WADA identifies the DNA of 11 athletes implicated in Operacion Puerto

A blood bag seized during the Operacion Puerto investigation (Image credit: AFP)

The World Anti-Doping Agency (WADA) has confirmed it managed to identify 11 athletes implicated in Operacion Puerto after carrying out DNA analysis on blood and plasma seized from the Madrid clinic of Eufemiano Fuentes in 2006. However, the legal statute of limitations means the athletes – 10 male and one female ­– cannot be identified.

Insidethegames.com and other media reported that the recently published WADA 2018 annual report confirmed the end of the WADA Intelligence and Investigations unit's investigation into the long-running saga.

Back in July it was reported that WADA had collected 35 different DNA samples from the 200 or so frozen blood and plasma bags seized from Fuentes' clinic. 

After months of work from the organisation's Intelligence and Investigations unit, including the use of documents, police reports and expert interviews, the analysis has finally been completed.

"In total, 11 athletes have been identified through this process as clients of Dr. Fuentes," the WADA report stated. "However, due to the 10-year statute of limitations having elapsed, names can no longer be made public."

In the report, WADA noted the organisation's frustration at a "very limited and disappointing outcome" in not being able to sanction any of the athletes involved.

WADA investigators sought to compare the DNA profiles with those of control samples already stored in one of the WADA accredited anti-doping laboratories.

According to L'Equipe, WADA Chief of Investigator Günter Younger told the WADA Executive Committee in May 2018 that "seven athletes have been identified," including four active riders and three who had retired. The four underwent anti-doping controls between November 2017 and April 2018, but all results were negative.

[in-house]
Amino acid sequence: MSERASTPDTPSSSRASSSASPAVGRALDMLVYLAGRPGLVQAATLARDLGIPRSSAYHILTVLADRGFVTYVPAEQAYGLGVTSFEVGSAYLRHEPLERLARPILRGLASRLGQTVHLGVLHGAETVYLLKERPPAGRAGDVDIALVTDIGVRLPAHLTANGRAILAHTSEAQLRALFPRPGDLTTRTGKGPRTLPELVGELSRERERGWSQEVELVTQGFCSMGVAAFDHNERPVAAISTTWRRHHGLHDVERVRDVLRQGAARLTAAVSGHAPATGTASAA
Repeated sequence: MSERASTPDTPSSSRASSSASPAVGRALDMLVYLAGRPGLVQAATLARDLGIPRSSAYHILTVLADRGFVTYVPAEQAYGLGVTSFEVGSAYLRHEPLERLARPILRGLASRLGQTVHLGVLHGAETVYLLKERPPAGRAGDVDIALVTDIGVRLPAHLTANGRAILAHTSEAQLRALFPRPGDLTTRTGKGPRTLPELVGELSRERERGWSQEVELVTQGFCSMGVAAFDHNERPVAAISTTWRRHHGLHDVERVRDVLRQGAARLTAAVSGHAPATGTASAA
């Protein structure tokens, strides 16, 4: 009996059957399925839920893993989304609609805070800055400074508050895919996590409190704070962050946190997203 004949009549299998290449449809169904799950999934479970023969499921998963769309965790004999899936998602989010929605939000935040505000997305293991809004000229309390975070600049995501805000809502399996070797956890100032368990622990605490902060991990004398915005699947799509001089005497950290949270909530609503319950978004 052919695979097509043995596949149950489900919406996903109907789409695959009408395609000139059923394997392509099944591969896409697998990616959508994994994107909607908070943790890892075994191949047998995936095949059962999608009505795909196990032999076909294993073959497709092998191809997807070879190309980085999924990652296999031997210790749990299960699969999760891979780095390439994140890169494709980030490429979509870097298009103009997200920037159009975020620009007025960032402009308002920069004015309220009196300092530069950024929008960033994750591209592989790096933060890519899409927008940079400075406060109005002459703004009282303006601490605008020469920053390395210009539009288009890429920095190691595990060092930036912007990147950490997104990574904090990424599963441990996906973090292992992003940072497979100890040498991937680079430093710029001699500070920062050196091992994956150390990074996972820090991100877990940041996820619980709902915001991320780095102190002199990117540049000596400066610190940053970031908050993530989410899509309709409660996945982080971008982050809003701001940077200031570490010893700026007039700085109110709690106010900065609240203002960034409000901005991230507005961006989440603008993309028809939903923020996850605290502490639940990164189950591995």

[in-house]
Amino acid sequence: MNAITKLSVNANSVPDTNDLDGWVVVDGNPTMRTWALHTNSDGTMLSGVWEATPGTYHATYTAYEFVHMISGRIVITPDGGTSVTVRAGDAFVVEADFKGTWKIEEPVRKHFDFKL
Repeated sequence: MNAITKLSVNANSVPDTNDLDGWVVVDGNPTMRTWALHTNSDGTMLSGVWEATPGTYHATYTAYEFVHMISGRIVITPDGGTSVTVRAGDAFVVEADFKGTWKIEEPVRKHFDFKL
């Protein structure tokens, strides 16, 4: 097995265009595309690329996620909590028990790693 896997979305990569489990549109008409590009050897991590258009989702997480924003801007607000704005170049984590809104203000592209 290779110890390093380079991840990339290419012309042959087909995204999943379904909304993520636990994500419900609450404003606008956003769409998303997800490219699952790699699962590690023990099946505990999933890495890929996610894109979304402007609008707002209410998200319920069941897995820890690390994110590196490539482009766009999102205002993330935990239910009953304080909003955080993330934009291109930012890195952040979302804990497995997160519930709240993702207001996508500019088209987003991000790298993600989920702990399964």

Reigning world champion Alejandro Valverde (opens in new tab) (Movistar) is one of only three riders involved in the scandal who is still racing, and the only remaining professional rider who was sanctioned as a result of Operacion Puerto. Francisco Mancebo and Oscar Sevilla are the other active riders, with the pair racing in Japan and Colombia, respectively. 

Valverde was sanctioned three years after the scandal erupted, with the Italian National Olympic Committee matching samples taken during the 2008 Tour de France with plasma seized during the raids. The Spaniard, who finished second at the Vuelta a España this year, returned to racing in 2012.

Other cyclists linked to Puerto include Jan Ullrich, Ivan Basso, Thomas Dekker, Jörg Jaksche, Santiago Botero and Tyler Hamilton. 

Rumours persisted that numerous names from football and tennis were involved, although no athletes from either sport were ever formally named.


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